The BLM has been experimenting in neighboring Harney County.
Louisa Evers, BLM science coordinator in the Oregon-Washington unit, said winter grazing there has proven effective.
“The animals really target the annual grasses,” Evers said.
That reduces seed production and removes the fine litter that stokes range fires, but more research is needed.
“We’re not sure how well this will work in different kinds of settings,” Evers said. “It shows some promise.”
The U.S. Fish and Wildlife Service is working with federal and state agencies to test the changed grazing cycle.
“We know that grazing is not incompatible with our sagebrush rangelands,” said Dawn Davis, sagebrush ecosystem coordinator for the federal wildlife agency. “We’re still working on the best application of targeted grazing.”
Saving the public rangelands isn’t just about feeding cattle.
Davis said 350 species of wildlife and plants make up sagebrush systems.
“When you have a disturbance like fire, that removes the existing structure and converts it into a monoculture of annual invasives,” she said.
The experts note that healthy range is vital to water supplies, both for quantity and quality. Recreationalists – hikers, birders and more – lose the features that draw them to the rangelands. And hunting takes a hit.
“A healthy sagebrush landscape works not only for wildlife but for the people,” said Davis.
The federal report noted inadequate science around range grazing and in native seed production, a finding that spurs on Sergio Arispe, a livestock and range agent with the Malheur County extension office.
He is part of the team working with Mackenzie to research how grazing can push back the invasive plants.
“If we don’t take care of this, rangeland opportunities are going to dramatically shift,” Arispe said. “We’re going to be producing some ground-breaking science for this area.”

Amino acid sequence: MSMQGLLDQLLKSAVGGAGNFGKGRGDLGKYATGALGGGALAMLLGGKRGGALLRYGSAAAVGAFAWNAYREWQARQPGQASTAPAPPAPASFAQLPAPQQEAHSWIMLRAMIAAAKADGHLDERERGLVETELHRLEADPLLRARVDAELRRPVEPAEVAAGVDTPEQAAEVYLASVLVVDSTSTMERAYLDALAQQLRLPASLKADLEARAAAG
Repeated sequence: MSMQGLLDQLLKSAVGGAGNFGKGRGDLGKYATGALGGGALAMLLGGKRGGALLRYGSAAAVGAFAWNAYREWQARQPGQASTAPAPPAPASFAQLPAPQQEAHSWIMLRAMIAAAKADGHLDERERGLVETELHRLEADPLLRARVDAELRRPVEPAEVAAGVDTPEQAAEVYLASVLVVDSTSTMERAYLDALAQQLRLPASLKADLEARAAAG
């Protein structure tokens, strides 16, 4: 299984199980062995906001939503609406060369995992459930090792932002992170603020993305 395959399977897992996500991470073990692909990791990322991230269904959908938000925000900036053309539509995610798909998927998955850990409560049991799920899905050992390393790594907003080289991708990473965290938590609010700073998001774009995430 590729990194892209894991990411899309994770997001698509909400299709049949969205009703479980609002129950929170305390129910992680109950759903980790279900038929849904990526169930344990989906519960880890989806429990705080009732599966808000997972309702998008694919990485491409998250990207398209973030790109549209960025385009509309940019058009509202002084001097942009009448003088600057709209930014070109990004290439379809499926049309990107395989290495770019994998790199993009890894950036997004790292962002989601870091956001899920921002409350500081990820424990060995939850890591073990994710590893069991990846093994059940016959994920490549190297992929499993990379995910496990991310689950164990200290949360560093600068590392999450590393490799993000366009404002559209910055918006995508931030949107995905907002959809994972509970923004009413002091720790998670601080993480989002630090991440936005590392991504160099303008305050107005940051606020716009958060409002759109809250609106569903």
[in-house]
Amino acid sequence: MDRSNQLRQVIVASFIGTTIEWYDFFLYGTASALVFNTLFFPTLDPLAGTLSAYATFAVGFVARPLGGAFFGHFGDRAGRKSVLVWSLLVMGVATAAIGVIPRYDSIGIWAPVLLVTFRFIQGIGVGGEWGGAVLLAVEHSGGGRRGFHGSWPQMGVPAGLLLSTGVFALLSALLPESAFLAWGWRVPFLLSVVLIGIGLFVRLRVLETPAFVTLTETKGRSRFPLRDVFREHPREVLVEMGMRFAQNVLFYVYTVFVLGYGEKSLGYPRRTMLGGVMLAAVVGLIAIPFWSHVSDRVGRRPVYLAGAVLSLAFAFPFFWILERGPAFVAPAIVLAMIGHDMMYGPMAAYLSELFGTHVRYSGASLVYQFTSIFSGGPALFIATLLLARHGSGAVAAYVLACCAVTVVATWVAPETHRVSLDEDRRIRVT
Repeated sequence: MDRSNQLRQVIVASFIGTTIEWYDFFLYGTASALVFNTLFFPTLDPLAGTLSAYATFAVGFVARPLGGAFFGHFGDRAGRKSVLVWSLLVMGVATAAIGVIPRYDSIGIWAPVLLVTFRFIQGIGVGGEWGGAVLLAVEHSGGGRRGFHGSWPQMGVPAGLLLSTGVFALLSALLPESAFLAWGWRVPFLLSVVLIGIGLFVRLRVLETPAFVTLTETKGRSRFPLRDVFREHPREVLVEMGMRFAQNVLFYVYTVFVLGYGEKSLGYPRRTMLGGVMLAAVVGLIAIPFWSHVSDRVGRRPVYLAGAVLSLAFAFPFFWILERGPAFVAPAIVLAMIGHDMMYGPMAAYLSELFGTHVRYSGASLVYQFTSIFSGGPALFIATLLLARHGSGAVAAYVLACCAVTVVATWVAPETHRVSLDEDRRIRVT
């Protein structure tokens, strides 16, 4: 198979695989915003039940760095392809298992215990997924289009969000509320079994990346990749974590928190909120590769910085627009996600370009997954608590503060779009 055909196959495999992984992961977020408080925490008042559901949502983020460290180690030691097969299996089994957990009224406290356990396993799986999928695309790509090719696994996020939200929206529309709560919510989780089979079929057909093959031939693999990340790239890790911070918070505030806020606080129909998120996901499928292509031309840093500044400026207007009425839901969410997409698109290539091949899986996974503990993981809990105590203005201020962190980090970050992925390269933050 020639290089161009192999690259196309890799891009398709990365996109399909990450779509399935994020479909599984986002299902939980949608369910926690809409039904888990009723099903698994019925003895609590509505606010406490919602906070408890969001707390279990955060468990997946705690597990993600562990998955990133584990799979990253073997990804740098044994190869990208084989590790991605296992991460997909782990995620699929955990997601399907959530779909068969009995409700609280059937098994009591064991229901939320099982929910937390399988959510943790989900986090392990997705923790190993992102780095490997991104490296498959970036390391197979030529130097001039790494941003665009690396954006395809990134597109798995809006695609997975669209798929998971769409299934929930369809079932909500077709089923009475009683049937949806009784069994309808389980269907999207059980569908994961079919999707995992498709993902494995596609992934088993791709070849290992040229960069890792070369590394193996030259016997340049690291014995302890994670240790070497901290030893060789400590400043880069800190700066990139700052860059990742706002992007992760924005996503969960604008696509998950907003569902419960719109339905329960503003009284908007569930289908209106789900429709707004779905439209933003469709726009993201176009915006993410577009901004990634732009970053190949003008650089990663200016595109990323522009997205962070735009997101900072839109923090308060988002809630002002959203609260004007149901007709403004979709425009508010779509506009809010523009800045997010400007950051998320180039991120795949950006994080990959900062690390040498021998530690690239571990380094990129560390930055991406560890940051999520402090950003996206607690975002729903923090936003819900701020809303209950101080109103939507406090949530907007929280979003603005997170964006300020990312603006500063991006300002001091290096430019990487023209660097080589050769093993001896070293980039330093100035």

A paper describing the project explained the goal is to “improve the economic viability of rangeland-based beef operations and provide healthy habitat for wildlife – like sage grouse – in a socially responsible manner.”
Don Gonzalez, BLM Vale District director, said his team is still digesting the latest federal report. He said a lot of work is being done in the district to control invasive species but “we’re seeing some spread rates that are pretty good.”
In the last three years, the BLM has spent $20 million on treating rangelands in Oregon, and expects to have hit a total of 1.5 million acres by the end of this year.
The federal report noted, however, that funding for restoring damaged rangelands is unstable.
“We don’t necessarily have the most appropriate tools to restore the habitat,” said Davis, the federal sagebrush coordinator.
Mackenzie, though, is certain cattle are a key to that restoration. He is confident the scientific work that starts this summer will prove it.
“I know what the outcome’s going to be,” he said. “It’s going to be great.”
But he also knows that just as the invasion of annual grasses occurred over years, restoring sagebrush country will take years.
“This is not a quick fix,” he said.
Les Zaitz: [email protected], 541-473-3377.